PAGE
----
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Memphis officer who was shot at East Memphis library has died

After 15 days of Memphians rallying for Geoffrey Redd to recover from being shot in an East Memphis library, the former marine has died, according to MPD.

MEMPHIS, Tenn. — The Memphis Police officer who was shot at an East Memphis library while responding to a trespassing complaint has died, according to the Memphis Police Department (MPD).

Officers were called to the library Feb. 2 and encountered a man who had been the subject of a trespassing call in the same neighborhood, Tennessee Bureau of Investigation spokeswoman Keli McAlister said.

The TBI said the man had started a confrontation with another person inside the library, and when two officers attempted to talk with him, he pulled out a weapon and shot one of them. 

The TBI also confirmed that the other officer returned fire, shooting and killing Torence Jackson Jr., 28, of Indianapolis.

Now, after 15 days of communities rallying for 49-year-old Geoffrey Redd's recovery, the former marine has died in the hospital, according to MPD.

There were employees and patrons inside the library at the time of the shooting, but no one else was injured, McAlister said.

The TBI is working on the case at the request of the Shelby County prosecutor. The bureau often investigates shootings and other use-of-force incidents around the state when officers are involved.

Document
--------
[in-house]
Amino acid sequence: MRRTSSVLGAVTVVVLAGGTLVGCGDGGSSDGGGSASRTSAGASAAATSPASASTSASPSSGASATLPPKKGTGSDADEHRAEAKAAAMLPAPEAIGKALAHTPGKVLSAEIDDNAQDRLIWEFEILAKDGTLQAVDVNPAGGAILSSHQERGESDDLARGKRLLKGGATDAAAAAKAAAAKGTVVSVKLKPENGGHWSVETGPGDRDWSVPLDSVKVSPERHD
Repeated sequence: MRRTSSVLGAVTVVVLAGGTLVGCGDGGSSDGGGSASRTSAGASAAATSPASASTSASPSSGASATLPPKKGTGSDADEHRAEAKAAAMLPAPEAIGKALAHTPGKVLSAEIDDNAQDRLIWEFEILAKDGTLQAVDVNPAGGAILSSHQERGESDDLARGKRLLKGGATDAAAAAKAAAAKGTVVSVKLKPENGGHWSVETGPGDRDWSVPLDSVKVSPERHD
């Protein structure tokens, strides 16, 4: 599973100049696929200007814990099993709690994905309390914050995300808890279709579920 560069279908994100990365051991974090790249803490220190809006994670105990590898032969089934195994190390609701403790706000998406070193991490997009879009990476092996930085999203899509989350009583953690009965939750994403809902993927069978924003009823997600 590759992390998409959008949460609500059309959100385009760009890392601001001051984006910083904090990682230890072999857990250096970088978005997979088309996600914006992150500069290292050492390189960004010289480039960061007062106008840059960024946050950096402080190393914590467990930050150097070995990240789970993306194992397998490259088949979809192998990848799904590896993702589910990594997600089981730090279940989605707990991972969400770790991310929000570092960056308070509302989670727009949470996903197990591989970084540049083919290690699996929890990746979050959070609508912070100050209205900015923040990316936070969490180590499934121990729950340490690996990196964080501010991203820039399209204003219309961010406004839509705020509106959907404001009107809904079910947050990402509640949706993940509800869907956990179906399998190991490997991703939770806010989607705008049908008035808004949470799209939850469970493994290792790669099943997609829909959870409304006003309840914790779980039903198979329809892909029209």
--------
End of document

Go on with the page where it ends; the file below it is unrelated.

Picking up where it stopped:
Officer Redd became part of the Memphis department 15 years ago — in February 2008, according to MPD.

MPD said that he served citizens of Memphis working at Old Allen, Union, Raines, Mount Moraih, Ridgeway and Appling Farms Stations.

Redd was a husband, father and the Director of Security at his church. 

“He also found his wife here — they got married in September,” Bishop Porter of Greater Community Temple said. 

Officer Redd became a part of the Greater Community Temple while working his typical patrol route for MPD many years ago. 

“He would come through and check our facilities out at night and drive through in the parking lot,” Bishop Porter said. “Sometimes [he would] sit here until ladies finish going back and forth to their cars just securing the area.” 

Bishop Porter said many visited Redd in the hospital.

"You see a sea of officers with tears in their eyes. Why? Cause they realize it could’ve been them," he said. 

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